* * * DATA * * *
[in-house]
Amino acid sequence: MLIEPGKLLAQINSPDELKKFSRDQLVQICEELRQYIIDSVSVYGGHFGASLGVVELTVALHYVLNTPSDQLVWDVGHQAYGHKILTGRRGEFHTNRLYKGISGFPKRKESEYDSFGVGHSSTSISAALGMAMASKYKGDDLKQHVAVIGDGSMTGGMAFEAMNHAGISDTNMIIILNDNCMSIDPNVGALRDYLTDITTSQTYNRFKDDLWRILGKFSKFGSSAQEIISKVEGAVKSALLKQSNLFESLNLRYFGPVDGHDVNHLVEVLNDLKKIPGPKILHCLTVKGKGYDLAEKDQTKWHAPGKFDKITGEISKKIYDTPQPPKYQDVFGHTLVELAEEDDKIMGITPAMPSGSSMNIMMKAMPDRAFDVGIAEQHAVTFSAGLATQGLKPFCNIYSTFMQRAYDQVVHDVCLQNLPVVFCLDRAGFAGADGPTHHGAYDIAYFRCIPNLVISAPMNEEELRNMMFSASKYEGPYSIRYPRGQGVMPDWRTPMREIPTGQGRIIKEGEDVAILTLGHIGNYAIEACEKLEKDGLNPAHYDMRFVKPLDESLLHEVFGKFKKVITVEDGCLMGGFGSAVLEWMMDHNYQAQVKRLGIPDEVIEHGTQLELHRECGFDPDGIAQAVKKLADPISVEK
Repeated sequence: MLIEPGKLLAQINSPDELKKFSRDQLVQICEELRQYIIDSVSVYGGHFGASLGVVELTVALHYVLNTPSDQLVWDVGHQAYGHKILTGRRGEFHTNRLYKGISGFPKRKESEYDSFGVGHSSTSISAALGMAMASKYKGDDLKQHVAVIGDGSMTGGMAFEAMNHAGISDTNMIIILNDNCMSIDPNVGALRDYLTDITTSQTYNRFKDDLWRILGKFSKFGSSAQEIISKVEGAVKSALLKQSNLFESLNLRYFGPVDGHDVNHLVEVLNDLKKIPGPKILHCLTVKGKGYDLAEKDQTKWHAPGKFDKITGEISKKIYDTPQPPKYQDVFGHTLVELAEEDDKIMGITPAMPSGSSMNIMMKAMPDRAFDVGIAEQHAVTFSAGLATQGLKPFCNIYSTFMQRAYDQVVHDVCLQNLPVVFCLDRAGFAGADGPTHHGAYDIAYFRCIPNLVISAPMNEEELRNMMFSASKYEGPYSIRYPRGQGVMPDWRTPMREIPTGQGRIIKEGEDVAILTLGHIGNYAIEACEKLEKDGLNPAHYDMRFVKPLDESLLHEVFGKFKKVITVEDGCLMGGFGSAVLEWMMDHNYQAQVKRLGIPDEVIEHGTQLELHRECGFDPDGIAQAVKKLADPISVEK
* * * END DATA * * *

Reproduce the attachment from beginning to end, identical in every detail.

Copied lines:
[in-house]
Amino acid sequence: MLIEPGKLLAQINSPDELKKFSRDQLVQICEELRQYIIDSVSVYGGHFGASLGVVELTVALHYVLNTPSDQLVWDVGHQAYGHKILTGRRGEFHTNRLYKGISGFPKRKESEYDSFGVGHSSTSISAALGMAMASKYKGDDLKQHVAVIGDGSMTGGMAFEAMNHAGISDTNMIIILNDNCMSIDPNVGALRDYLTDITTSQTYNRFKDDLWRILGKFSKFGSSAQEIISKVEGAVKSALLKQSNLFESLNLRYFGPVDGHDVNHLVEVLNDLKKIPGPKILHCLTVKGKGYDLAEKDQTKWHAPGKFDKITGEISKKIYDTPQPPKYQDVFGHTLVELAEEDDKIMGITPAMPSGSSMNIMMKAMPDRAFDVGIAEQHAVTFSAGLATQGLKPFCNIYSTFMQRAYDQVVHDVCLQNLPVVFCLDRAGFAGADGPTHHGAYDIAYFRCIPNLVISAPMNEEELRNMMFSASKYEGPYSIRYPRGQGVMPDWRTPMREIPTGQGRIIKEGEDVAILTLGHIGNYAIEACEKLEKDGLNPAHYDMRFVKPLDESLLHEVFGKFKKVITVEDGCLMGGFGSAVLEWMMDHNYQAQVKRLGIPDEVIEHGTQLELHRECGFDPDGIAQAVKKLADPISVEK
Repeated sequence: MLIEPGKLLAQINSPDELKKFSRDQLVQICEELRQYIIDSVSVYGGHFGASLGVVELTVALHYVLNTPSDQLVWDVGHQAYGHKILTGRRGEFHTNRLYKGISGFPKRKESEYDSFGVGHSSTSISAALGMAMASKYKGDDLKQHVAVIGDGSMTGGMAFEAMNHAGISDTNMIIILNDNCMSIDPNVGALRDYLTDITTSQTYNRFKDDLWRILGKFSKFGSSAQEIISKVEGAVKSALLKQSNLFESLNLRYFGPVDGHDVNHLVEVLNDLKKIPGPKILHCLTVKGKGYDLAEKDQTKWHAPGKFDKITGEISKKIYDTPQPPKYQDVFGHTLVELAEEDDKIMGITPAMPSGSSMNIMMKAMPDRAFDVGIAEQHAVTFSAGLATQGLKPFCNIYSTFMQRAYDQVVHDVCLQNLPVVFCLDRAGFAGADGPTHHGAYDIAYFRCIPNLVISAPMNEEELRNMMFSASKYEGPYSIRYPRGQGVMPDWRTPMREIPTGQGRIIKEGEDVAILTLGHIGNYAIEACEKLEKDGLNPAHYDMRFVKPLDESLLHEVFGKFKKVITVEDGCLMGGFGSAVLEWMMDHNYQAQVKRLGIPDEVIEHGTQLELHRECGFDPDGIAQAVKKLADPISVEK